Two Mondays ago, November 6, I made a friend named Bea. We were on our way together to Sabang where an event called the “Sama-Sama Together Eco Youth Leadership Camp”, was going to take place. Along the way, we were very quiet, enjoying the scenic views and the sleepy atmosphere. I felt slightly awkward since Bea and I weren’t exactly close friends before this. But as the day wore on, we bonded over mangrove planting at the Sabang Mangrove Forest, taking the Mangrove Paddleboat Tour, and singing songs while strolling on the Sabang Wharf.

I was surprised to learn that she knew tons of songs and artists, more than I did, like Taylor Swift, Ed Sheeran, ABBA, Camilla Cabello, and a few more I wasn’t even aware existed. We also shared a love for High School Musical and other Disney movies, so we spent a good chunk of the day humming and singing songs we both knew. Every time I recognized a song she was singing and joined along, she would grin widely and give me a hug. She was also super confident as she helped lead the dancing in the Zumba activity after lunch, while I was too embarrassed to join, and decided to just watch and enjoy from afar. By the end of the day, I was happy that I made friends with Bea, a girl with Down Syndrome.

Bea was just one of the many “special athletes” that caught my attention at the event organized by Special Olympics Palawan, the local chapter of a worldwide non-profit organization that seeks to promote inclusion, acceptance and compassion for people with intellectual disabilities, mainly through providing sports training, competitions, and unique activities for their special athletes. I wasn’t able to get their names, but I do remember a little girl who gave her all during Zumba, not minding if she didn’t get all the moves right. There was also a duo made up of a special athlete and her partner that really stuck together and participated in all the activities, even dancing to Baby Shark together at one point. I was also proud of my partner for the day, a quiet older boy who, after I gave him a little push, was able to hold his own in a good game of volleyball. And then there were three boys who really shone when they scored goals during football and shot baskets in basketball. I used to think that people with intellectual disabilities weren’t coordinated or good at sports, but these three really proved me wrong.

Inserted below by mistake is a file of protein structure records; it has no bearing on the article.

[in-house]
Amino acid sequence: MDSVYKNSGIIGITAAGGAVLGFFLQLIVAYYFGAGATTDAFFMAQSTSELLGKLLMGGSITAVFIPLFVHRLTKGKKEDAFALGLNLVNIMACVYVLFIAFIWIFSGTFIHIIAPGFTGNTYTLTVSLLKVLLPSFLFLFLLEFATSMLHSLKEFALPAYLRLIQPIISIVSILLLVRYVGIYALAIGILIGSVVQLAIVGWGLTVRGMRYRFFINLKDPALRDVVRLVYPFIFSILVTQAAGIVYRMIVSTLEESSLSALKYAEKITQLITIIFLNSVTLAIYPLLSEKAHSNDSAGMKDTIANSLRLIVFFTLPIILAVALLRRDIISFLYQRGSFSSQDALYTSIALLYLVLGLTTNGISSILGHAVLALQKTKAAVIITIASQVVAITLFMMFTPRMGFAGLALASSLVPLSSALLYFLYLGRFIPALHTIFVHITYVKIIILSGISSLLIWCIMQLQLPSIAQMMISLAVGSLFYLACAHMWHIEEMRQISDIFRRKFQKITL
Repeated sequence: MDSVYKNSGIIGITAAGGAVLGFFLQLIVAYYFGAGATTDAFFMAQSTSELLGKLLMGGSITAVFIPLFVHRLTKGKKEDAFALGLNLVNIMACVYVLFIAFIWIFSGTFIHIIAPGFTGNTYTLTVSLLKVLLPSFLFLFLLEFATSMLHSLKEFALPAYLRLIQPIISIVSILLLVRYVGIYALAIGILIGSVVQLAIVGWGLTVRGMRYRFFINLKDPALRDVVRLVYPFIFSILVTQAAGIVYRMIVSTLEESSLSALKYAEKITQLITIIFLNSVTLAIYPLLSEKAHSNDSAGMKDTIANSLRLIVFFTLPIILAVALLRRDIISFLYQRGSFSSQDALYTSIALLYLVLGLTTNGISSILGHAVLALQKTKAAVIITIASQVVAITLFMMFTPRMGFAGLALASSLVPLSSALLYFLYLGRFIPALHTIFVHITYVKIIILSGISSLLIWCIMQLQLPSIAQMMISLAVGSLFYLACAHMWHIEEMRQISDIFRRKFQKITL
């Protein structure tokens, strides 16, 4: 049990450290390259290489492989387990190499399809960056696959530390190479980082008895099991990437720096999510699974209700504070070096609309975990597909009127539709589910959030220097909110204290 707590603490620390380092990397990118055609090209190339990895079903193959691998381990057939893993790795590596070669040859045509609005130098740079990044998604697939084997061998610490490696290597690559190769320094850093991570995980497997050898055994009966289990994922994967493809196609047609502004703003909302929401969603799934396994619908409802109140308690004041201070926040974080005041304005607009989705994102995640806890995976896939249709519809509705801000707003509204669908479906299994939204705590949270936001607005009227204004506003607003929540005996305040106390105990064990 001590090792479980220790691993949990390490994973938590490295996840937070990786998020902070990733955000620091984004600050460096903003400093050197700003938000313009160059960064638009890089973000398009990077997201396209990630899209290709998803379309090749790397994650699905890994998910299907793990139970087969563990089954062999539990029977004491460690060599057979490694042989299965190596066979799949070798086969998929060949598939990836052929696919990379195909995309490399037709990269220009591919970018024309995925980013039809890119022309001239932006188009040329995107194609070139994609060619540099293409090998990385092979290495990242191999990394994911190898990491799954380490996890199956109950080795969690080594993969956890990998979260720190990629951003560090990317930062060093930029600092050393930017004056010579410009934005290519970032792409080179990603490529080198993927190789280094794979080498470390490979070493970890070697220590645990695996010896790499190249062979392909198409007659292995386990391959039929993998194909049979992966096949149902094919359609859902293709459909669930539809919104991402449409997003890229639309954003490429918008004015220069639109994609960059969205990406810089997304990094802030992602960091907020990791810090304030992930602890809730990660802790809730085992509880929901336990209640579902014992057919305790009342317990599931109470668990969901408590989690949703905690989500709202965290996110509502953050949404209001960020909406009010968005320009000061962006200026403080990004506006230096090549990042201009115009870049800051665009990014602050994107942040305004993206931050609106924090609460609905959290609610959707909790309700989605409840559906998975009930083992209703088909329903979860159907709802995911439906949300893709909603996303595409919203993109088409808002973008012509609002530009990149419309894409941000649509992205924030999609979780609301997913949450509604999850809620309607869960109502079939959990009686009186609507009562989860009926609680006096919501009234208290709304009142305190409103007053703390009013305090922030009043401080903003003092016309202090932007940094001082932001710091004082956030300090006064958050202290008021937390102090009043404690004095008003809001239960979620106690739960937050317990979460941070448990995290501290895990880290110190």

I had a great time being part of an event where all these kids and teens with intellectual disabilities, or simply put “special kids,” were able to have fun, make memories, and care for the environment. And on the way, they were able to break the general perceptions of the people around them, too. All the volunteers – students, coaches and teachers, looked like they felt the same way, since they were all smiling, laughing, engaged, and having a good time.

The event gave me a preview of what Special Olympics can see the world being: more inclusive, accepting, and compassionate. They proved that people with intellectual disabilities are smart, capable, and “special” in more ways than one, that they should not be left out, but instead be included and part of making the world a better place. Everyone there – students, coaches, participants, and special athletes alike, were united together, and I am proud to have been united with them, too.

For more information, visit the Special Olympics Palawan Facebook page to join in on the fun. They are always looking for more volunteers, participants, and partners.


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